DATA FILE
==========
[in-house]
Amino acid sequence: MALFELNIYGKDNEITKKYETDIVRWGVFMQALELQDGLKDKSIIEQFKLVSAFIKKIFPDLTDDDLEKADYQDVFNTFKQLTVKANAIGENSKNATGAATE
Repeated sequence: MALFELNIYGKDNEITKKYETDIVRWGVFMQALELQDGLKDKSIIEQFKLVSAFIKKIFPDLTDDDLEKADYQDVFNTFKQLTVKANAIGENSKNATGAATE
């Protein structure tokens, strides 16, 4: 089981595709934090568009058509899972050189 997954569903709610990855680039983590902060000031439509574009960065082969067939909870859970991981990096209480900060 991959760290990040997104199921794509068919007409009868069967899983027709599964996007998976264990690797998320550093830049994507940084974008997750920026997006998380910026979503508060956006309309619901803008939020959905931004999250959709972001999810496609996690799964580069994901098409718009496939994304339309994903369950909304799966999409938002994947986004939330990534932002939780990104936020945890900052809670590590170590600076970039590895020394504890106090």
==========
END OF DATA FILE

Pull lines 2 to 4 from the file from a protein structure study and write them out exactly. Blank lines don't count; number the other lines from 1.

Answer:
Amino acid sequence: MALFELNIYGKDNEITKKYETDIVRWGVFMQALELQDGLKDKSIIEQFKLVSAFIKKIFPDLTDDDLEKADYQDVFNTFKQLTVKANAIGENSKNATGAATE
Repeated sequence: MALFELNIYGKDNEITKKYETDIVRWGVFMQALELQDGLKDKSIIEQFKLVSAFIKKIFPDLTDDDLEKADYQDVFNTFKQLTVKANAIGENSKNATGAATE
């Protein structure tokens, strides 16, 4: 089981595709934090568009058509899972050189 997954569903709610990855680039983590902060000031439509574009960065082969067939909870859970991981990096209480900060 991959760290990040997104199921794509068919007409009868069967899983027709599964996007998976264990690797998320550093830049994507940084974008997750920026997006998380910026979503508060956006309309619901803008939020959905931004999250959709972001999810496609996690799964580069994901098409718009496939994304339309994903369950909304799966999409938002994947986004939330990534932002939780990104936020945890900052809670590590170590600076970039590895020394504890106090």